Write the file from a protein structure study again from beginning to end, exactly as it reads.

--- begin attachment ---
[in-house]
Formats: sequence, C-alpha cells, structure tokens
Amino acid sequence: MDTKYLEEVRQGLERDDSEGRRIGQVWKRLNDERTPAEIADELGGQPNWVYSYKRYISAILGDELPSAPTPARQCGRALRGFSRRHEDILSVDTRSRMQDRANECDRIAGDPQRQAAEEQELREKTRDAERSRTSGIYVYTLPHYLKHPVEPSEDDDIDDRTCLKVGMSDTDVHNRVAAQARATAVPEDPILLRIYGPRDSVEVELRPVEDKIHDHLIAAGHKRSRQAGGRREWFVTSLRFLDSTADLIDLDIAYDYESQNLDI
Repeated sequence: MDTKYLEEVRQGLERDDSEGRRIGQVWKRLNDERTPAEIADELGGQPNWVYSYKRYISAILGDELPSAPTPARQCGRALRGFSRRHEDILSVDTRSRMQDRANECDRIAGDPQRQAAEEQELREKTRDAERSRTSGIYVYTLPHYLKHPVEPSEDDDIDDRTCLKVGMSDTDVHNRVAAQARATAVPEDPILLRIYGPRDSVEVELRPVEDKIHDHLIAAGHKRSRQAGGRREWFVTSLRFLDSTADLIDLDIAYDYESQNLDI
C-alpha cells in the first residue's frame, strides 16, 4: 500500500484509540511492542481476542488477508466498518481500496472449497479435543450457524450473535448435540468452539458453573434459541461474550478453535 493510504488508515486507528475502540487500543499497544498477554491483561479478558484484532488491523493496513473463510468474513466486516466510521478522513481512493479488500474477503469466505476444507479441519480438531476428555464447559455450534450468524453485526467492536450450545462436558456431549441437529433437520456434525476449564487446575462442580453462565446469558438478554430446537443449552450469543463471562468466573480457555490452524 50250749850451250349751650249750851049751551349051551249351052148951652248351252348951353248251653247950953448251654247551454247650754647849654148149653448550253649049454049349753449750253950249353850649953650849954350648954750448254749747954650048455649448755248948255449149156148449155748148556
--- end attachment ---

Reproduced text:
[in-house]
Formats: sequence, C-alpha cells, structure tokens
Amino acid sequence: MDTKYLEEVRQGLERDDSEGRRIGQVWKRLNDERTPAEIADELGGQPNWVYSYKRYISAILGDELPSAPTPARQCGRALRGFSRRHEDILSVDTRSRMQDRANECDRIAGDPQRQAAEEQELREKTRDAERSRTSGIYVYTLPHYLKHPVEPSEDDDIDDRTCLKVGMSDTDVHNRVAAQARATAVPEDPILLRIYGPRDSVEVELRPVEDKIHDHLIAAGHKRSRQAGGRREWFVTSLRFLDSTADLIDLDIAYDYESQNLDI
Repeated sequence: MDTKYLEEVRQGLERDDSEGRRIGQVWKRLNDERTPAEIADELGGQPNWVYSYKRYISAILGDELPSAPTPARQCGRALRGFSRRHEDILSVDTRSRMQDRANECDRIAGDPQRQAAEEQELREKTRDAERSRTSGIYVYTLPHYLKHPVEPSEDDDIDDRTCLKVGMSDTDVHNRVAAQARATAVPEDPILLRIYGPRDSVEVELRPVEDKIHDHLIAAGHKRSRQAGGRREWFVTSLRFLDSTADLIDLDIAYDYESQNLDI
C-alpha cells in the first residue's frame, strides 16, 4: 500500500484509540511492542481476542488477508466498518481500496472449497479435543450457524450473535448435540468452539458453573434459541461474550478453535 493510504488508515486507528475502540487500543499497544498477554491483561479478558484484532488491523493496513473463510468474513466486516466510521478522513481512493479488500474477503469466505476444507479441519480438531476428555464447559455450534450468524453485526467492536450450545462436558456431549441437529433437520456434525476449564487446575462442580453462565446469558438478554430446537443449552450469543463471562468466573480457555490452524 50250749850451250349751650249750851049751551349051551249351052148951652248351252348951353248251653247950953448251654247551454247650754647849654148149653448550253649049454049349753449750253950249353850649953650849954350648954750448254749747954650048455649448755248948255449149156148449155748148556